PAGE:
Co-skipper Phil Stubbs reflects on an experience much bigger than he'd ever anticipated
A co-skipper’s view of the Shetland Round Britain & Ireland Race:
It was around four months ago that Pip first mentioned having a go at the Shetland Round Britain and Ireland Race. ‘Is that non-stop?’ I enquired, before being reassured that there were stopovers, and that furthermore, being in the middle of summer, and two handed it was in fact most “un-offshore” like.
Offshore sailing, in my limited experience, involves sitting on the rail thinking heavy and protecting the rock stars at the back from the elements for days at a time.
Having enjoyed the Royal Southampton Double Handed series last year, the RBI seemed to offer a challenge for 2010 and preparations commenced.
A rigorous training programme was developed and implemented – a jaunt across the channel on the Cherbourg Double, the 300 mile qualifier and a days gybing practice had us on top form and fully prepared – well as fully prepared as we were going to be.
Fortunately Pip and I sail together as part of an inshore crew so we know each other’s abilities pretty well. This left the challenges of racing for longer distances to work out on the course – balancing sailing fast with sleeping, eating and navigating for three or four days at a time, as opposed to a couple of hours.
The race has been good, in fact awesome. Most recently we have been surfing down North Sea waves, bow buried to the forepeak hatch, hoping that The Shed will pop out and take off, (she did, every time). Previously, it’s been getting a result after a 40-hour spinnaker trimming session on the way to Barra, then rounding Muckle Flugga at 11 knots on a tight spinnaker reach.
The beat up the west coast of Ireland in glorious sunshine, with plenty of wind, a rolling sea in a boat the sails to windward on rails defines what makes sailing so rewarding.
Seeing our tactics ultimately pay off on the way to Kinsale was a huge relief, a good result from the start set us up in the right frame of mind for the rest of the race.
Good has also been wrestling on the bow with spinnakers at 03:00 in the morning, not perhaps immediately fun, but rewarding when it works. It’s been a years worth of sailing experiences crammed into 3 weeks.
Beyond the direct sailing experiences, good has been the camaraderie and attitude of fellow competitors; being shorthanded encourages much more interaction between competitors than in fully crewed racing. People are much more prepared to help one another sort issues and work together to keep racing.
As an example, Chris and Steve on Ding Dong set off on the final, leaving with a good luck and see you in Plymouth for a beer. We know we are fighting for an overall IRC place and there’s only two hours between us, with plenty of others still in contention.
The overall result is something of a lottery with boats sailing so far apart on the race course, but the bit of luck needed to win it won’t happen without hard work. When we saw them on our arrival in Lowestoft they looked shattered, we knew we’d made them work for their deserved lead.
Chris and Kim on Taika who we went for dinner with in Lerwick, whilst aware we were competing in a very close class, were more than happy to share advice and experiences.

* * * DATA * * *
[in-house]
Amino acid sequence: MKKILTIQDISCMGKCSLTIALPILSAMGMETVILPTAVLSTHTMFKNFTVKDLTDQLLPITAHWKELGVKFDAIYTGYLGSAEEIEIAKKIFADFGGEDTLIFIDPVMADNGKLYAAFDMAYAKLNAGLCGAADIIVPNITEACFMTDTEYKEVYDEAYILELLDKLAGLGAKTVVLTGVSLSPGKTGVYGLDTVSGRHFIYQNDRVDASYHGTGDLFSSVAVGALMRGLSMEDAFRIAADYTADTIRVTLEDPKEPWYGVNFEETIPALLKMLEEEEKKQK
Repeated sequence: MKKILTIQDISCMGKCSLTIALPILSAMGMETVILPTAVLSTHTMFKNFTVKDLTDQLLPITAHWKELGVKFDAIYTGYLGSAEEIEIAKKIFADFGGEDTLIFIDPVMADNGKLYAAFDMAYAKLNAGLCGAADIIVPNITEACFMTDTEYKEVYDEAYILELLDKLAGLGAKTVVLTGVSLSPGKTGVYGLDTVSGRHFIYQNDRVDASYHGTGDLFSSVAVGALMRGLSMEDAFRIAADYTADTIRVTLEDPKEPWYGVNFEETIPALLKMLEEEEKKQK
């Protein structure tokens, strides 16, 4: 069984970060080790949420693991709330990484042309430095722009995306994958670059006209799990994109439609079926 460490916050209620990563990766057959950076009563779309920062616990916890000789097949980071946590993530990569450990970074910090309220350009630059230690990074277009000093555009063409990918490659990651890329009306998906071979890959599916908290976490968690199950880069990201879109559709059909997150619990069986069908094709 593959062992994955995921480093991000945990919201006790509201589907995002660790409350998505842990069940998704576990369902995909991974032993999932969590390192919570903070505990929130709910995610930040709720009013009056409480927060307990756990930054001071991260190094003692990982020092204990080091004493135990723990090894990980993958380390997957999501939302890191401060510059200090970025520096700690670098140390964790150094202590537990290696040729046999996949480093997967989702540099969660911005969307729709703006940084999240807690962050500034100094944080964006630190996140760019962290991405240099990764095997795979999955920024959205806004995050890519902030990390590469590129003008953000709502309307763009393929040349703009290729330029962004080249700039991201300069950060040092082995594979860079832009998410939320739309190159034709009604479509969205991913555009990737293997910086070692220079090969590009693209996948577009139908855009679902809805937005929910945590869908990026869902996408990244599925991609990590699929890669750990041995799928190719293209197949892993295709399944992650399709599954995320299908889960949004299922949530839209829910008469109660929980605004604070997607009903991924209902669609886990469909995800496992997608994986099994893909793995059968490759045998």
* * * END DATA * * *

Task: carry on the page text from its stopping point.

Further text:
Sailing this race with Pip has been a sharper experience than I’d imagined; the calm and patient Pip stays ashore and is replaced by a highly driven and focussed competitor.
From our inshore racing I’ve always known she’s had that streak in her, but it seems magnified when competing under her name; with a point to prove after a rig failure in last year’s OSTAR.
Ultimately this event is a race and we’ve proved what can be achieved in an older boat if it’s pushed hard, and we’ve pushed it pretty close at times. I’m sure people are wondering about our rating, I’ve heard the word bandit mentioned a few times, I’d happily swap anyone of the more modern boats, with Gucci sail plans and full time internet access for a leg and see the results.
Obviously it’s not all been what I would call fun – a night on the leg to Barra after 7 headsails changes in wet and bitterly cold conditions with confused seas and 25 knots of breeze whilst both too tired was not great.
Leaving from Lerwick into a forecast 30 knots and big seas was a little tense; entering and leaving port can be a little anxious due to The Sheds love of spitting the prop off the back of the gearbox!
My hands feel like they belong to someone else, and seem to have developed an allergy to wet rope, wire and GRP – The Shed’s major components!
Sailing along at 7 knots in fog too thick to see the bow; its hard not to consider the reasons the liferaft and flares are in the cockpit, especially with the RTE going off on all 4 corners!
Lack of sleep is hard to deal with. My automatic reaction to the 4th shout of Phil is now to run up to the foredeck ready to battle a flogging sail!
However, in the usual way, memories of the difficult parts will soon fade, we made it through the tense moments in good shape, hands will recover, and there’ll be plenty of time to sleep in Plymouth. The good parts will stay much longer, and in another year or so I’ll probably consider another off-shore event!
So the final leg has started, it was forecast to be a light airs leg, not The Sheds favourite conditions, but we’d put ourselves in as strong a position as possible and we just need to sail the best we can to Plymouth.
And we’re now sitting off the Isle of Wight, in virtually no breeze with no more forecast for the next couple of days. The pack has closed the gap to 11 miles, and it looks all too likely we’ll be snatching defeat from the jaws of victory in the most spectacular fashion.
After the way we’ve sailed so far, losing out due to the fortunes of the weather would be pretty hard to take.